You can see the allegation here in the Farm v. Hood amended complaint, paragraph 57.  The complaint alleges that "a comparison between a list of State Farm claim files that Kerri Rigsby accessed in June 2006 and a list of [McFarland] clients . . . reveals that, of the first 118 claim files Kerri Rigsby accessed, 99 matched up name for name and in substantially the same sequence as the names of plaintiffs listed on an exhibit to the McFarland complaint."   

In the McIntosh case, State Farm filed an affidavit back in September with this evidence. Click here to see the affidavit, click here to see Exhibit A with some of the evidence, and click here to see Exhibit B with more of the evidence.

Recall also that Kerri Rigsby is listed in the Brian Ford notes as having discussed Katrina litigation with Sen. Trent Lott, and recall also that Hood has stated in open court in Harrison County, on April 11, 2006, that he already had many of the State Farm documents that he was requesting through grand jury subpoenas: "We know what a lot of it that they’re going to produce and we’re just going to see if they actually give us what is written on them and stuck to them and so forth. So I’ve had this for a long time, this information for a good while and there’s nothing in that civil case that I can do [apparently a reference to his then-civil suit against insurance companies including State Farm]."  

And we must also remember that the deposition of Lee Harrell, assistant Insurance Commissioner of Mississippi, provides evidence that in December 2005, Scruggs called a meeting with Insurance Commissioner George Dale, said he had highly placed "insiders" at State Farm and wanted Dale’s cooperation in working the matter like he and former Mississippi AG Mike Moore had worked the tobacco litigation.  Harrell also testified to meetings in early 2006 in which Hood allegedly said if State Farm didn’t settle civil litigation, "I’m going to indict them all, from Ed Rust [State Farm’s CEO] down."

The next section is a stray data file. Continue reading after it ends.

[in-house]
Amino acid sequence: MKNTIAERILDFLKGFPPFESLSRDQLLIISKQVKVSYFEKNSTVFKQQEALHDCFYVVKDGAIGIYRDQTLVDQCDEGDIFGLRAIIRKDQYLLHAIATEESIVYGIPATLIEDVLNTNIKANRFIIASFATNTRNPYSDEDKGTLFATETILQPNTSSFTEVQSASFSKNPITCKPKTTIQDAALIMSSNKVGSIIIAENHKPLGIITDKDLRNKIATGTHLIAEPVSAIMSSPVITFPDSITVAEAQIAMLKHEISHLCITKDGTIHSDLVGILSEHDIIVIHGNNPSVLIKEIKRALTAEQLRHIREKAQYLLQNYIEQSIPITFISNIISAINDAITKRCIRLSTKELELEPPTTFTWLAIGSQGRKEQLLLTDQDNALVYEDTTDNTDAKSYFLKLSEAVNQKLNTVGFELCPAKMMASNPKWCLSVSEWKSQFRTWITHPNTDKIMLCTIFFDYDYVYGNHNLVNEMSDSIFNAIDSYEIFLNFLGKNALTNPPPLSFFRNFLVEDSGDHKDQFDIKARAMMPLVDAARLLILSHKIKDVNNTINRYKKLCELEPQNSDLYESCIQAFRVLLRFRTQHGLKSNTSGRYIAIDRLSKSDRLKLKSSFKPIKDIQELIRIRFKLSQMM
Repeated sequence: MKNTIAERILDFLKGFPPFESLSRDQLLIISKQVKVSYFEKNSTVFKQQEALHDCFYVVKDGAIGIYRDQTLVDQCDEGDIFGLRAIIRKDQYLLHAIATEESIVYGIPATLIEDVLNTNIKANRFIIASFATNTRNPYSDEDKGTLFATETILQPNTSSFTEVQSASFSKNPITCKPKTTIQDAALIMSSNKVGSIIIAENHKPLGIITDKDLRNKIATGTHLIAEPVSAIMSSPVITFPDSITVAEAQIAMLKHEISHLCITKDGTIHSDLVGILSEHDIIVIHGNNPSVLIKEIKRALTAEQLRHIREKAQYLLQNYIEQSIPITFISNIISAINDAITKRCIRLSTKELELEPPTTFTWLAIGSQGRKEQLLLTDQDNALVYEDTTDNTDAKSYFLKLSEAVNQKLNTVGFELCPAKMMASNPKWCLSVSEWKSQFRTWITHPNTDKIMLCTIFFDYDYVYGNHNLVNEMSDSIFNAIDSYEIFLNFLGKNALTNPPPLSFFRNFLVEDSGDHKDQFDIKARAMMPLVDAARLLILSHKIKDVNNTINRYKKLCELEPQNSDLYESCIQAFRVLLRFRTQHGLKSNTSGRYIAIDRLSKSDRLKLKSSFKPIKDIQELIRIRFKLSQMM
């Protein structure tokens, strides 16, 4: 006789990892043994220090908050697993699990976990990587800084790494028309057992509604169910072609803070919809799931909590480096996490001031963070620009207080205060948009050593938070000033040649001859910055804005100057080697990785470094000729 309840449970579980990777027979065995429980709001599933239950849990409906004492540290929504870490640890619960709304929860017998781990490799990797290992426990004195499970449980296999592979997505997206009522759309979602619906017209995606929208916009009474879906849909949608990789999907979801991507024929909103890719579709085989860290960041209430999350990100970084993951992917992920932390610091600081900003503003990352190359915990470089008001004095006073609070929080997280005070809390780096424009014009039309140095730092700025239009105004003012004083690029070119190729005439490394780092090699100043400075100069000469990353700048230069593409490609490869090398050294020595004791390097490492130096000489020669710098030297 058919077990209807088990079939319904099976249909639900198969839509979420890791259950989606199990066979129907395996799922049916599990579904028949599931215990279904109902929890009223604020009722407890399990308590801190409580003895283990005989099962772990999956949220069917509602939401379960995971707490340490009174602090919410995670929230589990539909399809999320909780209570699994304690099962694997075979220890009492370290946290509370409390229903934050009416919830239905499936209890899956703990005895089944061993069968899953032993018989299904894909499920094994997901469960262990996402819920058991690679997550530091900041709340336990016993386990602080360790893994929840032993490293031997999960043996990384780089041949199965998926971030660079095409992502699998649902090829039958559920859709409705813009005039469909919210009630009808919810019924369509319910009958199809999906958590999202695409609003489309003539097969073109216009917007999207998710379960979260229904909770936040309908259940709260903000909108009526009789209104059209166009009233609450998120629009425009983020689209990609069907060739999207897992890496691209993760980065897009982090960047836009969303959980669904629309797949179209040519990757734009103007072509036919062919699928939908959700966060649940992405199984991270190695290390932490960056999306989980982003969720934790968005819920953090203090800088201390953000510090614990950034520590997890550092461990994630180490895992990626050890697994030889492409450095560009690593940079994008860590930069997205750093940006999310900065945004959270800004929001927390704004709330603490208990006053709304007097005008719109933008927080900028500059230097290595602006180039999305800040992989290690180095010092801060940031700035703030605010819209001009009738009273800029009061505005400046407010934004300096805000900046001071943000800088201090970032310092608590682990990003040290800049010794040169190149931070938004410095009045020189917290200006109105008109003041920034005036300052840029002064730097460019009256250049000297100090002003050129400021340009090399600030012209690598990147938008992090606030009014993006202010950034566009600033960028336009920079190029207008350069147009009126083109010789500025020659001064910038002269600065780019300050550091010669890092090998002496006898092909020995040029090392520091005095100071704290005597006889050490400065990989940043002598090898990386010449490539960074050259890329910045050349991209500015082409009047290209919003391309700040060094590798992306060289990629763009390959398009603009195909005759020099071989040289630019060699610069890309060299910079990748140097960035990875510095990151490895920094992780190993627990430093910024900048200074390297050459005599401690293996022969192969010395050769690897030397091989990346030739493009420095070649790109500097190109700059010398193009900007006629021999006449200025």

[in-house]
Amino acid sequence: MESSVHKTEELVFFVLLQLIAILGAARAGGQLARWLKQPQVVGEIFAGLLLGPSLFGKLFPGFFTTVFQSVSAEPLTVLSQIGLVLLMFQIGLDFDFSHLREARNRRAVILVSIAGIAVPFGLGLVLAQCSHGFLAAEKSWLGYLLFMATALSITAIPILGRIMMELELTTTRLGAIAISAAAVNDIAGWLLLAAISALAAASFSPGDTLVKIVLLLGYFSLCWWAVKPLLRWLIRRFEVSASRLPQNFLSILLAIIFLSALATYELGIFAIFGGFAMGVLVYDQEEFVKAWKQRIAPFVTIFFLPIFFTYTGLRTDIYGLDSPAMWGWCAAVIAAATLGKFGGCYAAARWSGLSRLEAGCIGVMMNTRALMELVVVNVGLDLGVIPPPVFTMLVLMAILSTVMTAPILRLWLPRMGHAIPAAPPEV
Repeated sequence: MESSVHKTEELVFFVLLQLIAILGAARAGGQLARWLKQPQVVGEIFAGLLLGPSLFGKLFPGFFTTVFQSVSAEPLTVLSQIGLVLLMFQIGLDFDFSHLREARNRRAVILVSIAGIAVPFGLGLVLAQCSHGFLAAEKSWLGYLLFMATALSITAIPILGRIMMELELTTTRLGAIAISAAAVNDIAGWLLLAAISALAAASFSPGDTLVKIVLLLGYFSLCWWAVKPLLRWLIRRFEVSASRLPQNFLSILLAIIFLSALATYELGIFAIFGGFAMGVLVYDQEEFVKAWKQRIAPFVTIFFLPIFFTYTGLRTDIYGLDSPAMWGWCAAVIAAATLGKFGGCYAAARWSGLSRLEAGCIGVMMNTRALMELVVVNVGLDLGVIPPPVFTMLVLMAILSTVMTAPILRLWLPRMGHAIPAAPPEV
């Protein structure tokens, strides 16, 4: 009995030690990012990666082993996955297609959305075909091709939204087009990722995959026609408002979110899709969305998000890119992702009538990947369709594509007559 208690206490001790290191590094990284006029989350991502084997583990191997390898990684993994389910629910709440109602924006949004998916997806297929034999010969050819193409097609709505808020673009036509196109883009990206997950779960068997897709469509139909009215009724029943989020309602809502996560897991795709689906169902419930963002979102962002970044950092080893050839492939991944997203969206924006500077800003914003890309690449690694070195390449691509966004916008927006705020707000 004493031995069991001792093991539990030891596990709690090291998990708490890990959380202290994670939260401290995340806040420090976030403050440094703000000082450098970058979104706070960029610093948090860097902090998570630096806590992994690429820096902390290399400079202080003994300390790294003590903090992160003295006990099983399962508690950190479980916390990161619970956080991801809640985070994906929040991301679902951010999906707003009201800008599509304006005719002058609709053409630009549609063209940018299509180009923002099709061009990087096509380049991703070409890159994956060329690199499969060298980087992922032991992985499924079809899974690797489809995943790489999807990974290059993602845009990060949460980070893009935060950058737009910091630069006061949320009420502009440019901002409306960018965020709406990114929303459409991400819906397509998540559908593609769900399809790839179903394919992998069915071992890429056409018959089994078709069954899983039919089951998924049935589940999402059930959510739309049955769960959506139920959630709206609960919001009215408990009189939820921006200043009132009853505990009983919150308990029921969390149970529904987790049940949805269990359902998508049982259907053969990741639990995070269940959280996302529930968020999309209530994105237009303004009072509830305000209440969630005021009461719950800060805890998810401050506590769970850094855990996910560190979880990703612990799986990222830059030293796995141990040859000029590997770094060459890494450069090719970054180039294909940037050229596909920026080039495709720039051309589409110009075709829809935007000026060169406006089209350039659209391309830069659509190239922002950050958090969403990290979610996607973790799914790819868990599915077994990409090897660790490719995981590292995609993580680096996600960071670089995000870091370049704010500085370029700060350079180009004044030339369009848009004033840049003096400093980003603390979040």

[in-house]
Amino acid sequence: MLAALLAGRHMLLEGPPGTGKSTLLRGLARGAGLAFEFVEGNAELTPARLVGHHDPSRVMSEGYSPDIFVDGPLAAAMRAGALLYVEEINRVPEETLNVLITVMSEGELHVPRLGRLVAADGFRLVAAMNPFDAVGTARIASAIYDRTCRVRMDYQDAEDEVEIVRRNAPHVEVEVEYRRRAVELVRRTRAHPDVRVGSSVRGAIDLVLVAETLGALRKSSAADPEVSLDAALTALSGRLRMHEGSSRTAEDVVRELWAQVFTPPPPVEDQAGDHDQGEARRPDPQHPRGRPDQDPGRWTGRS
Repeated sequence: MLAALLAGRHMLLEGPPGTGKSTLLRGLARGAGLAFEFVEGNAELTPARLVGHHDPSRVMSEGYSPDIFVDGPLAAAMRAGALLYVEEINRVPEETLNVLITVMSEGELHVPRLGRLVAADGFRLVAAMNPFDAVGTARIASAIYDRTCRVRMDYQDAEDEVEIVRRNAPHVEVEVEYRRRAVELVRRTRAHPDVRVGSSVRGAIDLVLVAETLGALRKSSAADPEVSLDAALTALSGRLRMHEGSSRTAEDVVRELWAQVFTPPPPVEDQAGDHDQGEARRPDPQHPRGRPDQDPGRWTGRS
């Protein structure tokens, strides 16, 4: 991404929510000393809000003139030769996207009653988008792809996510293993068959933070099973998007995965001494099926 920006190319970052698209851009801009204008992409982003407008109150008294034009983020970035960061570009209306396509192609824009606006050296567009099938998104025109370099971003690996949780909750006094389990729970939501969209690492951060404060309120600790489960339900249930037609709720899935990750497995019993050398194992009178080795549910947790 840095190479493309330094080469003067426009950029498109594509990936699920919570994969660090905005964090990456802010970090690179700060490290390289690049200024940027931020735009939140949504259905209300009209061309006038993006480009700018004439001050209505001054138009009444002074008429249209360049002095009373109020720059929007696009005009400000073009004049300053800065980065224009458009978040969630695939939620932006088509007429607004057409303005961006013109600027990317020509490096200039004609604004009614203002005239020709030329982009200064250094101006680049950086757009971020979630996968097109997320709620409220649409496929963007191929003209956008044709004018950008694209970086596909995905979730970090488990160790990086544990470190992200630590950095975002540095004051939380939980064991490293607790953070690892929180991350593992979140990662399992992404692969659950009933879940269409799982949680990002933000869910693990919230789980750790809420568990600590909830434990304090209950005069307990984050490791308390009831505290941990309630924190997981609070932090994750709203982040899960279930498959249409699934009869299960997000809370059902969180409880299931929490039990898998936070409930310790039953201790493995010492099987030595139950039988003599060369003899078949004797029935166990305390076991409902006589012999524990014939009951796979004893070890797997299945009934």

Finally, let us also journey back through the mists of time to remember that the Alabama federal court prosecution of Scruggs on a charge of criminal contempt came when he, apparently at Hood’s suggestion, failed to send copies of the thousands of documents the Rigsby sisters took from Renfroe to Renfroe’s attorney, and instead send them to Hood, who already had his own copies, having arranged for state employees to go pick them up at home from the Rigsby sisters after they copied them off in a massive "data dump" in June 2006.  In his order recommending Scruggs for prosecution, Judge William Acker wondered why Scruggs would so this, unless it was so Scruggs and Hood could "bully" — his word — State Farm into the McFarland settlement.  The question also arises — if the documents were so damaging, why not return them and thereby increase Scruggs’ bargaining power by showing he had the goods on State Farm?  Unless, of course, all this talk of the documents’ explosive value is just pure bunk.   

Those are sufficient points for today, all on the public record.  The question: are the Rigsby sisters whistleblowers, or espionage agents of a sort who worked on behalf of the team of Scruggs and Hood, a state law enforcement official, to create an enhanced climate of fear in civil litigation out of proportion to the reality that otherwise would have existed? (Note also that they went to work immediately after leaving Renfroe in June 2006 as "consultants" to Scruggs, with no specific duties, at annual salaries of $150,000 paid from SKG funds, and that they, like engineer Brian Ford, who was also approached about being a litigation consultant, are material witnesses to Katrina cases).

One thing’s for sure: Hood isn’t talking about it.  Since the indictment of his "confidential informant," Scruggs, Hood has been uncharacteristically silent. 




Filed under Industry Developments

4 Responses to Scruggs Nation, Day 19: re-evaluation of the ‘whistleblower’ Rigsby sisters